Smog in Vilnius, Source: Saulius Žiūra /

Vilnius phases out use of coal and peat for heating

Vilnius phases out use of coal and peat for heating

The City Council’s ban will come into effect from June 2023, offering a transitional period to change the legislation and heating method

Judging by WHO guidelines, the air quality in Lithuania is considered moderately unsafe, with fine particulate matter (PM2.5) concentrations exceeding the recommended maximum, especially in the summer (June to August) and winter (December to March). The main culprits are thermal power plants and vehicle emissions, but also a growing number of households that find burning coal and peat for heating cheaper than using gas or electricity.

Vilnius plagued by smog  

Both Vilnius and Kaunas, the country’s largest cities, have high levels of air pollution. Smog blanketing the capital city is a common sight on windless winter days, something that residents have become fed up with. Addressing the issue, the Vilnius City Council has decided to ban the burning of coal or peat briquettes in Vilnius from June 2023.

“This decision is absolutely unavoidable, because coal and peat are several times more polluting than biomass, and if we compared this type of heating with central heating, the impact on the environment would not be a few times but thousands of times greater. This not only affects the health of the resident, but also causes irreversible damage in the context of climate change. I hope that Vilnius will be the first, but not the last, city to adopt such a practice. After all, we must be aware of ourselves, and not just blindly follow the directives of the European Union,” says Valdas Benkunskas, Deputy Mayor of Vilnius, as quoted by the city website.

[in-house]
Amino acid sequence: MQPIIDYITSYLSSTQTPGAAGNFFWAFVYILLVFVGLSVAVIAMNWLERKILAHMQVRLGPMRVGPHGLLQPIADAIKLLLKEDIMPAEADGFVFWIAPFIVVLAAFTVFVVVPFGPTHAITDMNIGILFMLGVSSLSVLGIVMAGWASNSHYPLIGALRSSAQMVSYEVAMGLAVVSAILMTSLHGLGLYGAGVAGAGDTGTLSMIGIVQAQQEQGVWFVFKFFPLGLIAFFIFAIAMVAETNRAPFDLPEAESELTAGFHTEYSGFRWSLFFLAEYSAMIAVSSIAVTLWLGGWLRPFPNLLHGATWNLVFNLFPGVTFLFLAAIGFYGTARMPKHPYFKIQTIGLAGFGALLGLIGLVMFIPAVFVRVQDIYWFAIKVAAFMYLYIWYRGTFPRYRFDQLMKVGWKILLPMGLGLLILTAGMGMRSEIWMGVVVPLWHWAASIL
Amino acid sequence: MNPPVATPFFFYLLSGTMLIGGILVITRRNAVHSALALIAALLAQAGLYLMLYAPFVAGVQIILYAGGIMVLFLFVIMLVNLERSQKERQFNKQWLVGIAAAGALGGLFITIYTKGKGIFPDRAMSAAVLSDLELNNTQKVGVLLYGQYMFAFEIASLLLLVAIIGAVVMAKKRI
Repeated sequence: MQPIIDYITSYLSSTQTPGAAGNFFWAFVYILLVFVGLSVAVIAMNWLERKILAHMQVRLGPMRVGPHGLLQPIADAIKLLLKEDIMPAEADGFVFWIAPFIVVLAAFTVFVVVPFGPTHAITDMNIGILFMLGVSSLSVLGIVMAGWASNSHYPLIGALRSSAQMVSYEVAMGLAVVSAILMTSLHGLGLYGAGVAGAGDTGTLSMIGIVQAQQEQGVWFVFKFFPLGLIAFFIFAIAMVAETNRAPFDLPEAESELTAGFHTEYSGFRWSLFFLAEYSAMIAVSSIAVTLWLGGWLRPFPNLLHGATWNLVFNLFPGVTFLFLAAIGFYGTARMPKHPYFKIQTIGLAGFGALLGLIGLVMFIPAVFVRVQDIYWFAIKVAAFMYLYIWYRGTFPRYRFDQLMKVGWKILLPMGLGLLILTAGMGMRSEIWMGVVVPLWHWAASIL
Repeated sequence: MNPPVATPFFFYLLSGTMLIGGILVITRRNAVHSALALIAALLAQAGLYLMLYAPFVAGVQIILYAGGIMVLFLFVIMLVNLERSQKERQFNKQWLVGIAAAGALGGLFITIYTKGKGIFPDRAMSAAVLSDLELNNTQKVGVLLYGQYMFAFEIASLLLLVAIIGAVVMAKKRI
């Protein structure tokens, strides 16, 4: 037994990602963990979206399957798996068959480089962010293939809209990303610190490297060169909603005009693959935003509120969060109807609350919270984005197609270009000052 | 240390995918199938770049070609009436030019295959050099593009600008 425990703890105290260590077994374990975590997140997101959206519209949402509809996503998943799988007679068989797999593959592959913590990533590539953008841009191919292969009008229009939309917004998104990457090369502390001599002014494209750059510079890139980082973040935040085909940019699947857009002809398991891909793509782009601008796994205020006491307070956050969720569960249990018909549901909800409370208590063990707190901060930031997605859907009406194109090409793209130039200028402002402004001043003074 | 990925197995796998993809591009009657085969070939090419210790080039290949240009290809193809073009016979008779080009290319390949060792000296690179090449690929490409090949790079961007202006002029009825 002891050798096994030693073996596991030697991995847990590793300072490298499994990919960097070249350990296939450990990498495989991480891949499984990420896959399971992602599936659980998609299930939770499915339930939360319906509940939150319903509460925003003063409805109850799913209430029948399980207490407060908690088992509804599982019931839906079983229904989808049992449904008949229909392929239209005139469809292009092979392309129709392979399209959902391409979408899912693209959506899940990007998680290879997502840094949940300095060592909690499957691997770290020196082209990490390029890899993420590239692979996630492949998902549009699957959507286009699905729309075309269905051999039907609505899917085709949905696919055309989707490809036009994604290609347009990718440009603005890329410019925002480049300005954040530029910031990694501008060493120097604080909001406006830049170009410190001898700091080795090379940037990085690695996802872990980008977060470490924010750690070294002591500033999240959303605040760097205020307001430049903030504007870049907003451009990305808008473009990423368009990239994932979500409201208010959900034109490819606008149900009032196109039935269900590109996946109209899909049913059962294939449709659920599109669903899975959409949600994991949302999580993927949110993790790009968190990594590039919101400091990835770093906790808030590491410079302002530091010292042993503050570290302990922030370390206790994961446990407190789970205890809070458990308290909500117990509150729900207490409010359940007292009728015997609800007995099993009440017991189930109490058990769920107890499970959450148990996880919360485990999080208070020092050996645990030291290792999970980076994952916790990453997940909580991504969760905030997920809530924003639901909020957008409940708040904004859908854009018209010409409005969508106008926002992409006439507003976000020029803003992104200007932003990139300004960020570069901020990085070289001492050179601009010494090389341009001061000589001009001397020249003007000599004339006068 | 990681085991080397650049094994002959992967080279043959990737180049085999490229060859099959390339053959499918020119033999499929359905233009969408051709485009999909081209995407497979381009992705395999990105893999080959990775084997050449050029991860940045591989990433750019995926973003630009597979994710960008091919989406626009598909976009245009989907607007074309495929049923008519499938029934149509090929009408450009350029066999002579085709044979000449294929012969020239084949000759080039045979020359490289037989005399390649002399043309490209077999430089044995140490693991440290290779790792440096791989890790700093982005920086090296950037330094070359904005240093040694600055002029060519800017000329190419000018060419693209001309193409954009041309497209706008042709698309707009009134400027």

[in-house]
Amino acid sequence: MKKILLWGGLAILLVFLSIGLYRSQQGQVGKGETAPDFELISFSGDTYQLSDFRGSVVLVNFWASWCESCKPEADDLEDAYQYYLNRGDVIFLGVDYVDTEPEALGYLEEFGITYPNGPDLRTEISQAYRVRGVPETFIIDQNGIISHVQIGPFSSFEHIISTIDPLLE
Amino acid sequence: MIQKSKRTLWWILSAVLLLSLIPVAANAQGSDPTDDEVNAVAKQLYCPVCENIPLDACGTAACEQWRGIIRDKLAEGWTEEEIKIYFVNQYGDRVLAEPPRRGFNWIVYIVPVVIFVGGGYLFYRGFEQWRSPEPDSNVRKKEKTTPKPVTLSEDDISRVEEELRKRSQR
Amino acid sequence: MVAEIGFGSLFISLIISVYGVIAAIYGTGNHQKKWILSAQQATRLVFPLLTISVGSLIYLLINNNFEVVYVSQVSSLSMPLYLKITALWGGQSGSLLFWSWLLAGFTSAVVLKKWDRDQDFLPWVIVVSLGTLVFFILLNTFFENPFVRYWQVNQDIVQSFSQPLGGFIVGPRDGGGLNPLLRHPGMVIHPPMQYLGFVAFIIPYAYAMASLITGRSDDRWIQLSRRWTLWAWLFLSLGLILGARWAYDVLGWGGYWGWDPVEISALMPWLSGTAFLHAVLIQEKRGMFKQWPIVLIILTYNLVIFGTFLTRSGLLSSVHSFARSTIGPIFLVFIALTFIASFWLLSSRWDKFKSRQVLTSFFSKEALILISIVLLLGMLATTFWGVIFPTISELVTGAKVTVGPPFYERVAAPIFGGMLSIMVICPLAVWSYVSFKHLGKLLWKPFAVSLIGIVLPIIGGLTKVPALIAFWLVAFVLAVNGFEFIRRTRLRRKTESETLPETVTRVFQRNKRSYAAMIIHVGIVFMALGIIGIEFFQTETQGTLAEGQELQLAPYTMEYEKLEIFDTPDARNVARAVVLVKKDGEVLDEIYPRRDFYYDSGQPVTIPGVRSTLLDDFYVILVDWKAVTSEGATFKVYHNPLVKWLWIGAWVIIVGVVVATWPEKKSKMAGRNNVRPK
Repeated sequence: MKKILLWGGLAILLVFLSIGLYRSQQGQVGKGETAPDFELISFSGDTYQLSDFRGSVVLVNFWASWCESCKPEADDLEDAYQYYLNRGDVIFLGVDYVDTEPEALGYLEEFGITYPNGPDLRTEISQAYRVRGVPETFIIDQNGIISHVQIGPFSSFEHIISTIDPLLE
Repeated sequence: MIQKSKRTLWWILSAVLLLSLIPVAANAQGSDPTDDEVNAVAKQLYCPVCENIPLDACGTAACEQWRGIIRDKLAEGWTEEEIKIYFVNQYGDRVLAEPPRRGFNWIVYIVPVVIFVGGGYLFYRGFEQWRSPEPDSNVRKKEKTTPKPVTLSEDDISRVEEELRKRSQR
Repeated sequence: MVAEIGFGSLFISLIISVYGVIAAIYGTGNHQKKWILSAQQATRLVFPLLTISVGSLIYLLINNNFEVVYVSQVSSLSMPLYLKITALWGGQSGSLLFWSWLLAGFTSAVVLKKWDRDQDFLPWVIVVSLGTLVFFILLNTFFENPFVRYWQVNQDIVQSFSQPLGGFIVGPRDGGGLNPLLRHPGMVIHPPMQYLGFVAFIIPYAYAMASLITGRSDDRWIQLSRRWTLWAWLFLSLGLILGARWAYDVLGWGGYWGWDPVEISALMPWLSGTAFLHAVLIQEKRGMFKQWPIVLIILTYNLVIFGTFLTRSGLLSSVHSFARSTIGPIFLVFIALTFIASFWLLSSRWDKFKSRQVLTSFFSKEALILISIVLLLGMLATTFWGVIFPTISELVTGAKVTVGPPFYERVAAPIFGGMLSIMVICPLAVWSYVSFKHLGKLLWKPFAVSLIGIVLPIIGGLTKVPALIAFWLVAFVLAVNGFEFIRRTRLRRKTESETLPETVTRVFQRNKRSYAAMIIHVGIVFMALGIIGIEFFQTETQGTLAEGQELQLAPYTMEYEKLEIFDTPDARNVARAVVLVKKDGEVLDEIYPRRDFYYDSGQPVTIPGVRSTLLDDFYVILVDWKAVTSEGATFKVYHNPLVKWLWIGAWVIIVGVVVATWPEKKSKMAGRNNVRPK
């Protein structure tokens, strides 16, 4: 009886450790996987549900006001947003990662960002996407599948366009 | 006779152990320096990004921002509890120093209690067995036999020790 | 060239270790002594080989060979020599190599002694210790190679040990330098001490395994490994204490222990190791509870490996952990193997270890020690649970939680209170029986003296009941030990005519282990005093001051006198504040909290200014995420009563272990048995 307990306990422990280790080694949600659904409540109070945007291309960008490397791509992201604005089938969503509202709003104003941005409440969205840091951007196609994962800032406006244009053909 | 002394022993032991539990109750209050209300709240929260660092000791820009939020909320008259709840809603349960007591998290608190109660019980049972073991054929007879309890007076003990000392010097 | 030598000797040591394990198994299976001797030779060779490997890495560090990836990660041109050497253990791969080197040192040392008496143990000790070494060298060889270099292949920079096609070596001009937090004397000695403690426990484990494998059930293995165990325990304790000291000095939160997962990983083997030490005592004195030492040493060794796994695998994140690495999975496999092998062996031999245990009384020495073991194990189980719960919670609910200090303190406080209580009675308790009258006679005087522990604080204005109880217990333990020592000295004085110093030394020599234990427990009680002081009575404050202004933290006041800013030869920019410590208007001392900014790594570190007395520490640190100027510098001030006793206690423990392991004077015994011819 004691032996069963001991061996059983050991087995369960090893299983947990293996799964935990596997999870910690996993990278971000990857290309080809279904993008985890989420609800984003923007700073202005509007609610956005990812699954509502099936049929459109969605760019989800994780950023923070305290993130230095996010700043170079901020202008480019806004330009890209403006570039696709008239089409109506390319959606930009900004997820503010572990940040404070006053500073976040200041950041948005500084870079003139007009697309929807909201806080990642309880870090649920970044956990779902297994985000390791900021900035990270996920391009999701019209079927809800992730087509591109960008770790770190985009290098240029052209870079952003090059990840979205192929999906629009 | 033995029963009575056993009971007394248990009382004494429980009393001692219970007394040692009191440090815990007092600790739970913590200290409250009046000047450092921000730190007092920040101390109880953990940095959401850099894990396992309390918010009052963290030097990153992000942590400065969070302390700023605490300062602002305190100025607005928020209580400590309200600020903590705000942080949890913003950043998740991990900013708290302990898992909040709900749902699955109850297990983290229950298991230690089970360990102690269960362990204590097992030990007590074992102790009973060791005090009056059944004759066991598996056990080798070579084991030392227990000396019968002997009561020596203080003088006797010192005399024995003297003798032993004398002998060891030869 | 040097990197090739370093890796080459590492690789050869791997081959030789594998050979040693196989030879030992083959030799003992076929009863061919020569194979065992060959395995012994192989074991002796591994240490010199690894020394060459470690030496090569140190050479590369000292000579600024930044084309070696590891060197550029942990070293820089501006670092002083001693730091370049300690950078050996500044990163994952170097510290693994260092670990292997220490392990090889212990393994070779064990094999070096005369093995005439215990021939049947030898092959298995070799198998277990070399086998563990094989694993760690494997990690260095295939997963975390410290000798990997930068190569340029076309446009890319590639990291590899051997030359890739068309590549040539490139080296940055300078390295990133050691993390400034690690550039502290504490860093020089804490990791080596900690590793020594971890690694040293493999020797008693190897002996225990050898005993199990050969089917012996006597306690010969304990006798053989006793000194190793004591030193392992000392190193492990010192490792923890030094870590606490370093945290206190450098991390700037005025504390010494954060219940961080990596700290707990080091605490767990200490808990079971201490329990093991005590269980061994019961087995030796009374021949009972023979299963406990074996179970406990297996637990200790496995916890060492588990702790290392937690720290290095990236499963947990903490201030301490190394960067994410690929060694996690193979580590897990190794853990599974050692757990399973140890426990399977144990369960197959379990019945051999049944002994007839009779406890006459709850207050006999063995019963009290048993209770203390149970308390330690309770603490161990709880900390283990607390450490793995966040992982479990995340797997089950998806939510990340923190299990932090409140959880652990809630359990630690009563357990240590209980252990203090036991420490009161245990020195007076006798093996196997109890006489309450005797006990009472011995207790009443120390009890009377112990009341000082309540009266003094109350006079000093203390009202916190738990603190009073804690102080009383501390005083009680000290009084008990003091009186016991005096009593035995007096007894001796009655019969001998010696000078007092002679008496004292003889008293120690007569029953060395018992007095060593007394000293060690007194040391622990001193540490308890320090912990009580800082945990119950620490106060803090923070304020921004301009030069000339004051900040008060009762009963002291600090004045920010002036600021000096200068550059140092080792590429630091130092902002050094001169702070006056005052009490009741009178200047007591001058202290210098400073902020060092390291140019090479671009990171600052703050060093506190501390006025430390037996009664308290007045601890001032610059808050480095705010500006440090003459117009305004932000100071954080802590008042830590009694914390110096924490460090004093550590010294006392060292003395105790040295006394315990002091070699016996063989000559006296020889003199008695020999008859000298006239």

Compared to wood, burning coal releases almost 700 times more sulphur dioxide in the atmosphere, contributing to a surge in respiratory diseases and acid rain. It also releases 10 times more metals, which cause neurological damage and developmental disorders, and 2 times more nitrogen dioxide, which is toxic to the airway and the lungs. In addition, burning coal emits 1.3 times more smog-forming aerosol particles and carbon dioxide, which exacerbate the greenhouse effect.

Transitional period

The Council has long advised citizens to switch to less polluting heating options but, faced with lukewarm response saw the ban as a last resort. Nevertheless, it decided to give more time for the change of heating method and the preparation of the legal framework.

“The non-binding recommendations to change the heating method have been in force for more than a year now, but we can see that a large part of the residents has not followed the recommendations and has not adopted more environmentally friendly solutions in their households, so we have decided to give them time to prepare and have planned additional incentive measures on the part of the municipality,” Benkunskas explained.

Incentives for residents

In some cases, the residents will not need to replace their heating boilers, only the fuel itself, ditching coal and peat briquettes for biomass.

For those who choose a less polluting heating method, the state offers various reimbursement mechanisms. The Environmental Projects Management Agency (EPMA) will cover 50 percent of the costs for those who opt to replace their fossil-fuel boilers with renewable energy installations. The rebate will even reach 85 percent for poor residents. Meanwhile, people wishing to connect to district heating networks can get a 50 percent reimbursement by applying to EPMA.

The Vilnius City Municipality, in turn, is mulling a further 15 percent cost reduction under each reimbursement programme. The municipal scheme, if approved, could enter into force in 2022, meaning a no-cost transition for low-income residents.

The Vilnius City Municipality Administration will also replace the heating stoves in city-owned social housing properties with installations using renewable energy sources.



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